where M_{v }is estimated vehicle mass, which includes the vehicle mass without payload (M_{e}) and the vehicle payloads. The term “in gear” generally references whether or not the powertrain is connected to the wheels. J_{w }and J_{p }are the moment of inertia at the wheels and the powertrain, respectively. R_{w }is the wheel radius. r_{p }is the lumped powertrain torque transfer ratio, and η_{p }is the lumped torque transfer efficiency. J_{p}, r_{p}, and η_{p }vary depending on transmission gear ratio. These values also vary for hybrid electric vehicles having multiple propulsion devices (e.g., a motor and an engine).
An inertia dependent vehicle mass (M_{i}) is calculated according to equation 52, as shown below:
An equivalent longitudinal tire force (F_{pwt}) acting on the wheels may be calculated based on the total powertrain propulsion torque (T_{pwt}_{_}_{whl}) or the total regenerative braking torque (T_{brk}_{_}_{whl}) according to equation 53 as shown below:
where T_{eng }and T_{mot }are the engine and electric motor output torque, and T_{eng}_{_}_{whl }and T_{mot}_{_}_{whl }are their corresponding torques at the wheels. r_{pe}, r_{pm}, η_{pe}, and η_{pm }are lumped torque transfer ratio and efficiency parameters of the engine, and the motor respectively.
An equivalent longitudinal brake force (F_{brk}) acting on the wheels may be calculated based on the total frictional braking torque according to equation 54 as shown below:
where P_{brk }is the effective brake line pressure in the wheel brake chambers at the wheel assemblies. This is an equivalent term evaluated on all wheels, because individual wheel brake chambers may have different applied brake line pressure. K_{brk }is the frictional brake effectiveness factor that determines how much frictional brake torque can be realized over the braking pads given a certain brake pressure. The value of K_{brk }varies with respect to brake system conditions such as temperature, humidity, etc. In one embodiment, K_{brk }corresponds to a predetermined constant.
A drag force (F_{drag}) may be calculated according to equation 55 as shown below:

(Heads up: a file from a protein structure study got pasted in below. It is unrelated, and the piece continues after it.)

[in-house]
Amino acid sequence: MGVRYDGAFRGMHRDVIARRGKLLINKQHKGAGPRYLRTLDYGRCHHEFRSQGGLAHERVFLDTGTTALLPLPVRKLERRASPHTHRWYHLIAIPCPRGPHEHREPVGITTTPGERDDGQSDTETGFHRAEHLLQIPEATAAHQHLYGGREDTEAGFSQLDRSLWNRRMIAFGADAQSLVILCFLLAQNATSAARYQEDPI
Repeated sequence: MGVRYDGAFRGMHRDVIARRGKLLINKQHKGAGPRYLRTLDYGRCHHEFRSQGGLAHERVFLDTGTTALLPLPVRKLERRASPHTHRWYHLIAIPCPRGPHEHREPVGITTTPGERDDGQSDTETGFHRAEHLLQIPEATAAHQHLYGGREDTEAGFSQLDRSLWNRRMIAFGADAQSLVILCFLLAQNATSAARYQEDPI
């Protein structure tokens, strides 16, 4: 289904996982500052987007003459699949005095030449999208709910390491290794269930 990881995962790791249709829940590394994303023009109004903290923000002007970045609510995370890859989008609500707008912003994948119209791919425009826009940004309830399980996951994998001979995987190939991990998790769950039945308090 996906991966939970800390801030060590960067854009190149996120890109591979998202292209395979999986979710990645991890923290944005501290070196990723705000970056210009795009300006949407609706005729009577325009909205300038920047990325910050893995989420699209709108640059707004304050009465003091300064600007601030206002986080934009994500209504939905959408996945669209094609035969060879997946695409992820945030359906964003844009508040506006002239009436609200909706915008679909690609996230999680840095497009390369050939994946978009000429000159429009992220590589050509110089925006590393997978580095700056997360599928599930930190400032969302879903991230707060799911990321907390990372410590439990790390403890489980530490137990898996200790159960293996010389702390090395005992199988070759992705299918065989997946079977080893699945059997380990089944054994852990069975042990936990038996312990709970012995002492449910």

where ρ_{a }and C_{d }are constant aerodynamic parameters, A_{d }is a vehicle cross sectional area, and f_{r }is the rolling resistance coefficient.
A load on the vehicle due to gravity (F_{g}) may be calculated according to equation 56 as shown below:
F_{g}=M_{v}g sin α_{r} (56)
where α_{r }is the road gradient.
Equation 56 may be converted to the torque domain as shown in equation 57 below:
T_{g}=M_{v}gR_{w }sin α_{r} (57)
where R_{w }is the wheel radius.
A first method is provided for estimating vehicle mass concurrently with road gradient using kinematic equations using a leastsquare type of estimator based on the following parameterized model:
The estimation results for vehicle mass (Mv) and road gradient (α_{r}) based on the model of equation 58 are obtained as follows:
However solving for two unknowns (α_{r }and M_{v}) simultaneously adds additional error to the estimates.
A second approach for estimating the vehicle mass using kinematic equations is to separate the vehicle mass estimate from the road gradient estimate based on the following mathematical model:
Equation may be simplified as follows, as described above with reference to equation 10, and reproduced below:
{dot over (V)}_{x}=a_{x}=a_{x}^{s}+a_{x}^{off}−g sin α_{r} (10)
where a_{x}^{off }represents an acceleration offset and is equal to (l_{c}{dot over (r)}+r*V_{y}−g sin θ). l_{c }is the lateral offset, r is the yaw rate, V_{y }is the lateral velocity and θ is the vehicle pitch angle. In one or more embodiments, the vehicle system does not receive these values (l_{c}, V_{y}, and θ) as inputs. Rather the vehicle system estimates these values from other inputs using a number of compensation strategies.
The following equation is obtained by combining equations 61 and 10:
The variable (a_{δg}) represents the acceleration disturbance excited from road gradient variation, and may be calculated according to equation 63 as shown below:
where M_{v }is the sum of the vehicle mass M_{e }and vehicle payloads.